Plague Legends is a fascinating contribution to the history of medicine. Its novelty lies in a delicate interweaving of concepts of disease derived from theological beliefs and those based on what would be regarded - even in contemporary terms - as scientific evidence. Particularly fascinating is the discussion of ideas of contagion formulated by the Italian physician Girolamo Fracastoro in the 1500s and largely dismissed out of hand by his contemporaries and much of the medical community of the following century. This reception occurred despite the fact that much of what Fracastoro proposed is now part of the accepted canon of knowledge about the nature and transmission of infectious diseases. This work stood in stark contrast to the influential views of Thomas Sydenham in England more than a century later. Sydenham put forth the erroneous notions of epidemic constitution of the atmosphere, a set of ideas that held up epidemiological progress for 150 years.

Litsios' profiles and interpretations of the 18th and 19th century outbreaks of bubonic plague, smallpox, tuberculosis, yellow fever, cholera, and malaria are masterful. Indeed, anyone who wants to understand the complex evolution of ideas pertaining to the major diseases of past centuries and their relationship to evolving levels of evidence, linked to measurement techniques, would be well-advised to read this book and independently track down original sources. Although measurement with complex instrumentation is taken for granted in modern times, it was a novelty in need of careful defense when introduced by William Harvey in the 1600s.

The treatment of the emergence of Public Health in the 18th and 19th centuries in response to the evidence that poverty and disease went hand-in-hand is succinct and to the point. This history seems to be almost invisible in the modern literature focused on inverse associations between social class and health. Plague Legends provides a much needed institutional perspective on this topic. The entire book would be a very useful required volume in courses on the history of medicine. Perhaps more importantly, it should be read and discussed by students in schools of public health, where a deeper understanding of the origins of Public Health as a profession and as a broad set of academic topics would be highly desirable.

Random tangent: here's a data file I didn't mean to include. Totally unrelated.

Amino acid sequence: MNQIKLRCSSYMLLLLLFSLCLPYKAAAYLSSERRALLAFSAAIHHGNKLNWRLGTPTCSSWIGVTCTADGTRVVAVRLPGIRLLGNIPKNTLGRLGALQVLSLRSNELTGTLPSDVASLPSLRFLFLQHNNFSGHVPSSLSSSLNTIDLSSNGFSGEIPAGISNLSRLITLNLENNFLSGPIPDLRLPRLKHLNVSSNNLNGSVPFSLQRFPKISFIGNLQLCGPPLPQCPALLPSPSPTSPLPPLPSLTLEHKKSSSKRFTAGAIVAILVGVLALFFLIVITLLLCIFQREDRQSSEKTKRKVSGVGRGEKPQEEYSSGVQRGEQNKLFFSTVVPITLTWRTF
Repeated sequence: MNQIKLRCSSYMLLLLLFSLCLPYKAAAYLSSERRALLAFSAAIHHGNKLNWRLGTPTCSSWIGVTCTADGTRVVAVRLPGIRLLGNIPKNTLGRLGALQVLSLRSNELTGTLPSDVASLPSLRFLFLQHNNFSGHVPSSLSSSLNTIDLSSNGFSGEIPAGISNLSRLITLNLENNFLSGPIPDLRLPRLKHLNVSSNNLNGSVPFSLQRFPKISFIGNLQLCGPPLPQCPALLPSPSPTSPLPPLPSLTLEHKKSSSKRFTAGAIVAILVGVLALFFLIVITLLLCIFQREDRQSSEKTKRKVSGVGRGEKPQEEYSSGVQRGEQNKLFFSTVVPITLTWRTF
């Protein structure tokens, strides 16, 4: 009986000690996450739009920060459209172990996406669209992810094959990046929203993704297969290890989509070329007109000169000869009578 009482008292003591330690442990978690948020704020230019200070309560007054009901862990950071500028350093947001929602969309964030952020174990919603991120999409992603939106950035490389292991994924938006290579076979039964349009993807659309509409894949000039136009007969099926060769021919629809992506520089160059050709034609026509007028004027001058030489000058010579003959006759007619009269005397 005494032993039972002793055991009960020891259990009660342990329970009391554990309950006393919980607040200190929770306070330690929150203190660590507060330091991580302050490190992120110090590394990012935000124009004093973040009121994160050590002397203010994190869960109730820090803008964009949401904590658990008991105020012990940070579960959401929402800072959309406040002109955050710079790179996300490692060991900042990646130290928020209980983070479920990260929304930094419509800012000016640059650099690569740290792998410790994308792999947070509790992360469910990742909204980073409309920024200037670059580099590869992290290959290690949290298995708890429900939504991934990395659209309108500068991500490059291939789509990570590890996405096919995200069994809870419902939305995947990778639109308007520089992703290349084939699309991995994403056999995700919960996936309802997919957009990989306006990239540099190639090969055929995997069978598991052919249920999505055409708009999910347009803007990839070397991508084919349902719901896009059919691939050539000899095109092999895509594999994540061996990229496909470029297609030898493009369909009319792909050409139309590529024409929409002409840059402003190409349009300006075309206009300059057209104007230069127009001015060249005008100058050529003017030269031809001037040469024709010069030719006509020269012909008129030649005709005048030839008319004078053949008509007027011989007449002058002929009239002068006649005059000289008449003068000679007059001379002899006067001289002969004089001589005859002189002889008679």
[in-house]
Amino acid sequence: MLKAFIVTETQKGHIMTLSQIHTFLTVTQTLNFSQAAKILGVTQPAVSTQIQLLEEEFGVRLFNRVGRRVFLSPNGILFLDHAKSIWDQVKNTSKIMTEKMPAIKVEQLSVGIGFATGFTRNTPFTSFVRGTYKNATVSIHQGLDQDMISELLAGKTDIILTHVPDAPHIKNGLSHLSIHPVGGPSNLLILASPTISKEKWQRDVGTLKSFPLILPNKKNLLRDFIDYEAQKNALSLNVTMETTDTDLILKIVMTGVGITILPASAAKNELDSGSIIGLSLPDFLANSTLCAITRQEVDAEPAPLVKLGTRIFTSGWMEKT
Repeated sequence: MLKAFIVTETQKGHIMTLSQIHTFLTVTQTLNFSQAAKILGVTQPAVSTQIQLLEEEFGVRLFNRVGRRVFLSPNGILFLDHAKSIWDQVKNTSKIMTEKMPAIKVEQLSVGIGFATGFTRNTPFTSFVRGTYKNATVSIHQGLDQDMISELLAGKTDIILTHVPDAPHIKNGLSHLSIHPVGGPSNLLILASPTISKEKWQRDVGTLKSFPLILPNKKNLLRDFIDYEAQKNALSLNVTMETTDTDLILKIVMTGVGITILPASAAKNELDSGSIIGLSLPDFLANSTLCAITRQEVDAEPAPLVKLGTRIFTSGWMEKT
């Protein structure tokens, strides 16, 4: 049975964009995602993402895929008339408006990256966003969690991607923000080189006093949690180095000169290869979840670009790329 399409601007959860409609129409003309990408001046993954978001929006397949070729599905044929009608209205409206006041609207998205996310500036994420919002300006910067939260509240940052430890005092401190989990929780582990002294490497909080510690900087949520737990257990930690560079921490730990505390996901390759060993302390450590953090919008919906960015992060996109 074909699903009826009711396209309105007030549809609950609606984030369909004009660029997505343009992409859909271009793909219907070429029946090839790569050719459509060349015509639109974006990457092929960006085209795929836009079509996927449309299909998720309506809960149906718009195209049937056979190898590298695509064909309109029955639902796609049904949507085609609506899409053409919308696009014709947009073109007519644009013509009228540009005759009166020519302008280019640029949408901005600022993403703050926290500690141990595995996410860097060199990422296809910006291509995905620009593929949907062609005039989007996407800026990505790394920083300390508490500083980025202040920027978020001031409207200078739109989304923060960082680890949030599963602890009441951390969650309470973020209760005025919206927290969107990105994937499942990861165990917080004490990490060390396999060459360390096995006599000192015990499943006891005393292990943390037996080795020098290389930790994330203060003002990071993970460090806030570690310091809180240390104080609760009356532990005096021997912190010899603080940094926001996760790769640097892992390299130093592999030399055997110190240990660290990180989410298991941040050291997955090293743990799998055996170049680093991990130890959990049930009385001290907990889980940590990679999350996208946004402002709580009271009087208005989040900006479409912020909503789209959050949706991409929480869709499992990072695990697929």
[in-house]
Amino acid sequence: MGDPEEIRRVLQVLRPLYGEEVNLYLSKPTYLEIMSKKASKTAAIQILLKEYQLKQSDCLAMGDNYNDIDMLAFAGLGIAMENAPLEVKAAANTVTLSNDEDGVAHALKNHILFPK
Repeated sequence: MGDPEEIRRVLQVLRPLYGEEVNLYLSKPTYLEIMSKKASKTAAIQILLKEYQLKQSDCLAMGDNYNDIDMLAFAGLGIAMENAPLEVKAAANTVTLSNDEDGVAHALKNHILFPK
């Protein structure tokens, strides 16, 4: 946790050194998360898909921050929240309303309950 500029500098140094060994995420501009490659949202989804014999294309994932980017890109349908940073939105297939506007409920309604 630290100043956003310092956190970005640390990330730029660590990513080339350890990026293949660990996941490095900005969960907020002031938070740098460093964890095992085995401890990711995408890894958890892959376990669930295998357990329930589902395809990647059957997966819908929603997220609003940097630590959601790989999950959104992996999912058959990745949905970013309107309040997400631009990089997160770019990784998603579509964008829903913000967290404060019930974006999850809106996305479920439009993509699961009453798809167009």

The author, Socrates Litsios, while claiming to be an amateur historian displays all the characteristics of a practiced professional. His previous book, The Tomorrow of Malaria, clearly displays the author's depth of thought, thoroughness of investigation, and engaging writing style. Plague Legends continues this tradition. It is indeed a very useful and insightful introduction to the complex history of ideas surrounding notions of contagion, the transmission of infectious diseases, and Public Health in both historical and modern settings. 

Burton Singer
Charles and Marie Robertson Professor of Public and International Affairs
Princeton University